Maybe it's the fact that I've never had the initiative to become a scout of any sort that Troop Zero doesn't entirely work for me. Yet I can still find a little to relate to within the film's runtime. There's a wonderful message of bullying and unifying to make the world a little bit of a better place. However, the message is bogged down by a few misguided performances, and at times some pacing problems.
Directed by filmmaking duo Bert & Bertie (one of whom has a feature credit, the other having Troop Zero as their debut), show great promise here, however the story doesn't work as well as intended. I never went to camp, I didn't grow up in the south, and I certainly didn't go into scouts, so the only factor of this script I could relate to was the bullying (as a child I was bullied myself), so as far as the world they tried to place me in, I couldn't entirely relate. Even so, Troop Zero's lighthearted build up to conquer bullying missed the mark. However with the grim setting of the rural country, it forces you to take in the reality of it all. Kids suffer from bullying throughout every generation, and similar to the way Eighth Grade showed the effects of modern day bullying, Troop Zero tries to pull in the same impact but from a 70s setting. There's a lot of promise found here and a lot to look forward to from these directors, it's just a question of if others can see what I see, as well as the decision of the kind of film the duo makes next that could hinder their shot.
As has been mentioned, the message present is wonderful: be yourself. The film is massively anti-bullying, and that's a great thing, however the characters in which we are surrounded by for 94 minutes are bothersome to watch in action. The story focuses on a little girl, Christmas Flint (AKA Boss), that's been through trauma. Her mother has passed and she finds the light in humanity in seeking the being outside of our solar system. Bullied at school for being a "bed-wetter,” she denies and denies until she can't take it any longer and decides to go after the bullies in two ways - by battling and befriending (it'll make more sense in context). As the storyline dives deep into competition, we begin to hit an array of pacing issues; the story becomes jarring to sit through. Luckily for the viewer, the film does regain its balance, just unfortunately not until the final act.
ACTING | CHARACTERS | DIALOGUE:
While it's clear Viola Davis and Jim Gaffigan are strongly supporting the efforts of the younger cast, their characters are somewhat dragged down by the inclusion of so many young actors. There's a rule to this that some Hollywood productions follow and others skip over, barely glancing at the issues they've created. Unfortunately if this film has done anything for the cast, its give them a forgettable name. Seeing McKenna Grace take the lead could have been a delightful introduction to this bright young star for some people that haven't seen her last few outings, but her over the top "bizarreness" doesn't assist in liking her character. One moment Christmas Flint is a weird but strangely likable youth, and the next she's an obnoxious, overbearing child that wants too much emotion thrown at her. Beyond Grace, I just couldn’t take the rest of the young cast very seriously. I never related to them or felt the pain they were feeling from being disconnected from the rest of the "cool kids,” even at times causing me to want to fast forward as the film appeared to be moving through the motions instead of diving into the bigger issues present.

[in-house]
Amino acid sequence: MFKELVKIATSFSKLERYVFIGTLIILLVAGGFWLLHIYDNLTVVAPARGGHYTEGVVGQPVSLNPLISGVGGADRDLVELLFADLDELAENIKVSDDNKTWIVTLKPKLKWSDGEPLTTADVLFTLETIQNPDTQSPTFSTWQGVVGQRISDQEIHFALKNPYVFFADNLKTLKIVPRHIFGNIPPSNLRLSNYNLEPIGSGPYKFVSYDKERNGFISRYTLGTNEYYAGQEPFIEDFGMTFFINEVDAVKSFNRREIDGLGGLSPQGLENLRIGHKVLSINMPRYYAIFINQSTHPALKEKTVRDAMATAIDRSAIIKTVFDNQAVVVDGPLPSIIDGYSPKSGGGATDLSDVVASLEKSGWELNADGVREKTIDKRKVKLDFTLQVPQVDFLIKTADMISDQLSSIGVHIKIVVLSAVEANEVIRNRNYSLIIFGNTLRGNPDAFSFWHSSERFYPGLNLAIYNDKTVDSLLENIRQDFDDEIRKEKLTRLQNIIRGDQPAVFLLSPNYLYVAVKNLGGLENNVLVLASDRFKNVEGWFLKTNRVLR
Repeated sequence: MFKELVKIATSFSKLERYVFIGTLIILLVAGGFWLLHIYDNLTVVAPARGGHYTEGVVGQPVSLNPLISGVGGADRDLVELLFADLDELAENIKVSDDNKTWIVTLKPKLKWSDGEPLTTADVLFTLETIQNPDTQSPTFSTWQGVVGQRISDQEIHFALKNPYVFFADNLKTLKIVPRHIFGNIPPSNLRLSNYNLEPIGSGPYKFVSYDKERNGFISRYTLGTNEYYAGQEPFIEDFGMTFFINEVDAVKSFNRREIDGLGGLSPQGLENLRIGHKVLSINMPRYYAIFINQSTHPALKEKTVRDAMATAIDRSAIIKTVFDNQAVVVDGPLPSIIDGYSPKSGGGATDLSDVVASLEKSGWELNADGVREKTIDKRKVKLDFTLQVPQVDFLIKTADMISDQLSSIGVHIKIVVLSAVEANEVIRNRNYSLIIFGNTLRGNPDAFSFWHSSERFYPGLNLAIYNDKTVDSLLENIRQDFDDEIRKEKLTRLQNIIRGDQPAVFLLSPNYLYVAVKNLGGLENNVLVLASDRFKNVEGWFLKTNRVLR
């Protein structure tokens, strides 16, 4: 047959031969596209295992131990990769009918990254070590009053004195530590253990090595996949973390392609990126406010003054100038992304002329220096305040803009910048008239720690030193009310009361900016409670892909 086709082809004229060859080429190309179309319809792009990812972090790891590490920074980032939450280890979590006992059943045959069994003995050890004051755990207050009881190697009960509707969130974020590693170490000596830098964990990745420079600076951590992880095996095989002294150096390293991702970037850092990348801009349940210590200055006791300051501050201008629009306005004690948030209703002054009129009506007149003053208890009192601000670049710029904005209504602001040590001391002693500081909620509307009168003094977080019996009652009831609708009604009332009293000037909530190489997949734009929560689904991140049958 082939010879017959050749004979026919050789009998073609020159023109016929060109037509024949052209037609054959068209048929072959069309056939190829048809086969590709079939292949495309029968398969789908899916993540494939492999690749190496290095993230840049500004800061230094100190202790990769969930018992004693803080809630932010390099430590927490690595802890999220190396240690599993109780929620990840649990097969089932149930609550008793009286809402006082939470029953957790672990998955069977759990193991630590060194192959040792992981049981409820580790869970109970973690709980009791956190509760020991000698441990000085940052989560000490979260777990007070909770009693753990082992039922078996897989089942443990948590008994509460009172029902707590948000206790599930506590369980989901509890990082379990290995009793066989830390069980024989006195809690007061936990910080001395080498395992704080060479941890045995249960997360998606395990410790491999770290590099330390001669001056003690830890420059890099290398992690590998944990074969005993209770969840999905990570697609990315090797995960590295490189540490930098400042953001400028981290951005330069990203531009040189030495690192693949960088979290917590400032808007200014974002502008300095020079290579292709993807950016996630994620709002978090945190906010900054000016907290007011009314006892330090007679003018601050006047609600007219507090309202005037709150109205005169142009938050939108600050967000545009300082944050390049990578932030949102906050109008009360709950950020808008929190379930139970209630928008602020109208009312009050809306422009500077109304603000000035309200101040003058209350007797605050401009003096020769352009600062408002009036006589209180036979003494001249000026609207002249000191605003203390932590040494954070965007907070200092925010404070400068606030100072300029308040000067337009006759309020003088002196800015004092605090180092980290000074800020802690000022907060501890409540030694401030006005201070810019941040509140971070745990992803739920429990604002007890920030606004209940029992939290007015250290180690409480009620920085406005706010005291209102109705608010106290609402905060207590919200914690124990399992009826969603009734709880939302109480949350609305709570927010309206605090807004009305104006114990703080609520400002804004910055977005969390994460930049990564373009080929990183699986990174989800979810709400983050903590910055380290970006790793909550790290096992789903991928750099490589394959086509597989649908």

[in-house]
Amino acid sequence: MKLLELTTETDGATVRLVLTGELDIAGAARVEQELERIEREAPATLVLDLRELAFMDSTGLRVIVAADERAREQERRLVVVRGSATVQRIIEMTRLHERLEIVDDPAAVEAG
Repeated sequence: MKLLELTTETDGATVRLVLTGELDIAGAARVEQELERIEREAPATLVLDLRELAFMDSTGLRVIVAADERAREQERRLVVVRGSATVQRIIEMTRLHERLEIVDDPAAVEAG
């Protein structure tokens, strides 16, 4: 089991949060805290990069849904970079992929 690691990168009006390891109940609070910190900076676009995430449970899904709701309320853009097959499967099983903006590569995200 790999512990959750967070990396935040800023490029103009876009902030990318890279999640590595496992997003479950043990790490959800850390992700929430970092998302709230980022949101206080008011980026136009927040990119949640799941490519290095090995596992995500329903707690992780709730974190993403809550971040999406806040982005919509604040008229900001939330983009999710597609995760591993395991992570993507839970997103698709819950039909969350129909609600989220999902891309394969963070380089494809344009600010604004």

VISUAL EFFECTS | MAKEUP | DESIGN:
MUSIC | SCORE | SOUND DESIGN:
David Bowie is what I remember, but beyond that it's exactly what you'd imagine a "camp" movie would sound like. Going on hikes, completing tasks for badges, getting into hijinks - the first score that enters your head for those kinds of activities is probably the correct one utilized in Troop Zero. While I was not a fan of the generic and by-the-numbers score, I can always put a smile on my face with some classic Bowie. While the message wasn't 100% as vibrant as the filmmakers may have desired, the inclusion of Bowie really made the last twenty minutes stick with me much longer than anything prior.
The film perfectly simulates a small isolated country town in rural Georgia during the 1970s. If there's something to be majorly proud of here, it's the use of practical sets and real location to create the aesthetic Troop Zero was aiming for. In fact, the only clear use of CGI is at the end, right before we are zoomed out and placed into the credits, and that's to generate the visual of a star. Used sparingly as it is, the visual effects work properly here and while not gasping in amazement like the characters on screen, it really seals the end promisingly.
Troop Zero is far from the best camp film out there, but beyond Eighth Grade, its message of how bullying can be avoided is impactful. Even with a solid message, it's build up to the final act is by-the-numbers, and although the final scene is delightful in many, many ways, it sadly can't provoke the other two acts to be any more fun or memorable to make the viewer venture back for another sit through.